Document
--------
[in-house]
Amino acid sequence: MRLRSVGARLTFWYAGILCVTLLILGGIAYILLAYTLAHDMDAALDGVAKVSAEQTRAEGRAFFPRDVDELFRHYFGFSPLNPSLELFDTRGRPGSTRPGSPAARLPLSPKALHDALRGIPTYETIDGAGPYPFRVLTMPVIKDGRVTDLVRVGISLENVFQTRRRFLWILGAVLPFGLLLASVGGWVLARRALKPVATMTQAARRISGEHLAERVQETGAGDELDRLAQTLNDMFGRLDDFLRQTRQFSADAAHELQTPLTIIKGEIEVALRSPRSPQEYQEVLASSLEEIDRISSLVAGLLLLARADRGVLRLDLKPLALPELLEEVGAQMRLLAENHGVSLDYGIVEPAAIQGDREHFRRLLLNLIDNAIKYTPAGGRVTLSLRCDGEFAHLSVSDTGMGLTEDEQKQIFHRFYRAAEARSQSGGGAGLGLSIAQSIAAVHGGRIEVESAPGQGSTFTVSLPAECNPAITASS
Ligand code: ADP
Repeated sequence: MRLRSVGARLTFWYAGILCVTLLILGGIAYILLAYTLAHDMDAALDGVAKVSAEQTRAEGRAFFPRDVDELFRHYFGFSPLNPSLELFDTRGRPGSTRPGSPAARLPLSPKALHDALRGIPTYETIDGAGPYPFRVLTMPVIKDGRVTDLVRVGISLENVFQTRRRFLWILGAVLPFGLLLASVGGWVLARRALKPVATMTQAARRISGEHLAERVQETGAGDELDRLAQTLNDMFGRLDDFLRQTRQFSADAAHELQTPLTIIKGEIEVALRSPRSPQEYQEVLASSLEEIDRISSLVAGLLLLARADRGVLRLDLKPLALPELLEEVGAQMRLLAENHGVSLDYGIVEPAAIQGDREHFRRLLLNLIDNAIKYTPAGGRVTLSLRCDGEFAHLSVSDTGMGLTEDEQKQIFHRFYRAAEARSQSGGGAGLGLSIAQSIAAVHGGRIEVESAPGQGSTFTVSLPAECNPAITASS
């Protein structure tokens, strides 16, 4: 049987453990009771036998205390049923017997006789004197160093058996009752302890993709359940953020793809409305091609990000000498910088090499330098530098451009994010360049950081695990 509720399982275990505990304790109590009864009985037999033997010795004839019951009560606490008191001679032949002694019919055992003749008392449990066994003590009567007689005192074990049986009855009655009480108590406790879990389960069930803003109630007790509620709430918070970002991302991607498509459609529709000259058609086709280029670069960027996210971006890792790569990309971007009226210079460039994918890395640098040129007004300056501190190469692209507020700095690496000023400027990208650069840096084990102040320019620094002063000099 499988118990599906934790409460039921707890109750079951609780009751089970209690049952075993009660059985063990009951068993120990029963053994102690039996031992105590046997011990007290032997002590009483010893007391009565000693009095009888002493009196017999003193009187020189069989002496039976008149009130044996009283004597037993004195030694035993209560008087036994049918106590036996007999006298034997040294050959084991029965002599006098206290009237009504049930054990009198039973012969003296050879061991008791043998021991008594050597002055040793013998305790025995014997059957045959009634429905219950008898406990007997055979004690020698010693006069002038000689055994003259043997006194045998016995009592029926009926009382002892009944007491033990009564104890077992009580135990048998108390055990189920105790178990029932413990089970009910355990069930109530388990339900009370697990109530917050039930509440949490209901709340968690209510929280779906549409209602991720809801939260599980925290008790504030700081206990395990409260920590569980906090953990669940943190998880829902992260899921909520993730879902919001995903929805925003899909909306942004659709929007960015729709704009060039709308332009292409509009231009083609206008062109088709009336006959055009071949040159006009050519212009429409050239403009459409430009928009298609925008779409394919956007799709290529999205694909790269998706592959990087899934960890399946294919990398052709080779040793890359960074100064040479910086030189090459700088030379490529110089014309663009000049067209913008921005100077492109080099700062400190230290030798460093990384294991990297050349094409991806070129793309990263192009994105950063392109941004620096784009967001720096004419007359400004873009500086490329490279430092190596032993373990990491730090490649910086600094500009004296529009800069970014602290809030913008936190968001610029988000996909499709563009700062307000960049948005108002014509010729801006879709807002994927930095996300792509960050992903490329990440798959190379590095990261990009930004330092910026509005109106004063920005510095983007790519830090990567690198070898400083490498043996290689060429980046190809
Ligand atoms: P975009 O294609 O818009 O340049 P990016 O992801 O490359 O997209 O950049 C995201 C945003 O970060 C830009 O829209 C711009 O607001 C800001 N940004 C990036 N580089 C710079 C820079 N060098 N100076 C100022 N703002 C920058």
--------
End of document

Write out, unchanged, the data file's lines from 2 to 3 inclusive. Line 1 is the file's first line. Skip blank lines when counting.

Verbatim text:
Amino acid sequence: MRLRSVGARLTFWYAGILCVTLLILGGIAYILLAYTLAHDMDAALDGVAKVSAEQTRAEGRAFFPRDVDELFRHYFGFSPLNPSLELFDTRGRPGSTRPGSPAARLPLSPKALHDALRGIPTYETIDGAGPYPFRVLTMPVIKDGRVTDLVRVGISLENVFQTRRRFLWILGAVLPFGLLLASVGGWVLARRALKPVATMTQAARRISGEHLAERVQETGAGDELDRLAQTLNDMFGRLDDFLRQTRQFSADAAHELQTPLTIIKGEIEVALRSPRSPQEYQEVLASSLEEIDRISSLVAGLLLLARADRGVLRLDLKPLALPELLEEVGAQMRLLAENHGVSLDYGIVEPAAIQGDREHFRRLLLNLIDNAIKYTPAGGRVTLSLRCDGEFAHLSVSDTGMGLTEDEQKQIFHRFYRAAEARSQSGGGAGLGLSIAQSIAAVHGGRIEVESAPGQGSTFTVSLPAECNPAITASS
Ligand code: ADP